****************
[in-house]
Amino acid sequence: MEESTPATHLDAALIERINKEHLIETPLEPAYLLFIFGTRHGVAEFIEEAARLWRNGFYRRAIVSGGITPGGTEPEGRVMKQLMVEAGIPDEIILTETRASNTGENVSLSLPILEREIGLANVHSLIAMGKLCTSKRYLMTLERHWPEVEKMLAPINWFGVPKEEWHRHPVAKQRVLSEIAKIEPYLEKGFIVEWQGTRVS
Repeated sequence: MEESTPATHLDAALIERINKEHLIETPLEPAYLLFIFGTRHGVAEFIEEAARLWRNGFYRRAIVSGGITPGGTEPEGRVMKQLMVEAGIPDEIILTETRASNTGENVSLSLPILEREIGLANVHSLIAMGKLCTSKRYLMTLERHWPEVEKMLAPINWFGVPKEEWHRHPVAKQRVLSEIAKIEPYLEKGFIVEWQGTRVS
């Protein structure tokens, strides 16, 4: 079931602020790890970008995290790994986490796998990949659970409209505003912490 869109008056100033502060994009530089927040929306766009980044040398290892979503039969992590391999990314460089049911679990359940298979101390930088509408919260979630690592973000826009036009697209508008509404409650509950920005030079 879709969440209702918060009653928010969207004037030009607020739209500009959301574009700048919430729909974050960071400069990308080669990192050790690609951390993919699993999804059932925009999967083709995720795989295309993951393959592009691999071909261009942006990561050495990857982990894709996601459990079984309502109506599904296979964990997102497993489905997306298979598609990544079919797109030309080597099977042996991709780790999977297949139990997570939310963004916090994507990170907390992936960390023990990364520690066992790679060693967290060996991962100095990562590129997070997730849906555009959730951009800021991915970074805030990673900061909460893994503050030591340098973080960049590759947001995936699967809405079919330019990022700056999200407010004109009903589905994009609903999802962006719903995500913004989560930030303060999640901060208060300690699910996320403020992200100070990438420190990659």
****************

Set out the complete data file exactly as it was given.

[in-house]
Amino acid sequence: MEESTPATHLDAALIERINKEHLIETPLEPAYLLFIFGTRHGVAEFIEEAARLWRNGFYRRAIVSGGITPGGTEPEGRVMKQLMVEAGIPDEIILTETRASNTGENVSLSLPILEREIGLANVHSLIAMGKLCTSKRYLMTLERHWPEVEKMLAPINWFGVPKEEWHRHPVAKQRVLSEIAKIEPYLEKGFIVEWQGTRVS
Repeated sequence: MEESTPATHLDAALIERINKEHLIETPLEPAYLLFIFGTRHGVAEFIEEAARLWRNGFYRRAIVSGGITPGGTEPEGRVMKQLMVEAGIPDEIILTETRASNTGENVSLSLPILEREIGLANVHSLIAMGKLCTSKRYLMTLERHWPEVEKMLAPINWFGVPKEEWHRHPVAKQRVLSEIAKIEPYLEKGFIVEWQGTRVS
């Protein structure tokens, strides 16, 4: 079931602020790890970008995290790994986490796998990949659970409209505003912490 869109008056100033502060994009530089927040929306766009980044040398290892979503039969992590391999990314460089049911679990359940298979101390930088509408919260979630690592973000826009036009697209508008509404409650509950920005030079 879709969440209702918060009653928010969207004037030009607020739209500009959301574009700048919430729909974050960071400069990308080669990192050790690609951390993919699993999804059932925009999967083709995720795989295309993951393959592009691999071909261009942006990561050495990857982990894709996601459990079984309502109506599904296979964990997102497993489905997306298979598609990544079919797109030309080597099977042996991709780790999977297949139990997570939310963004916090994507990170907390992936960390023990990364520690066992790679060693967290060996991962100095990562590129997070997730849906555009959730951009800021991915970074805030990673900061909460893994503050030591340098973080960049590759947001995936699967809405079919330019990022700056999200407010004109009903589905994009609903999802962006719903995500913004989560930030303060999640901060208060300690699910996320403020992200100070990438420190990659």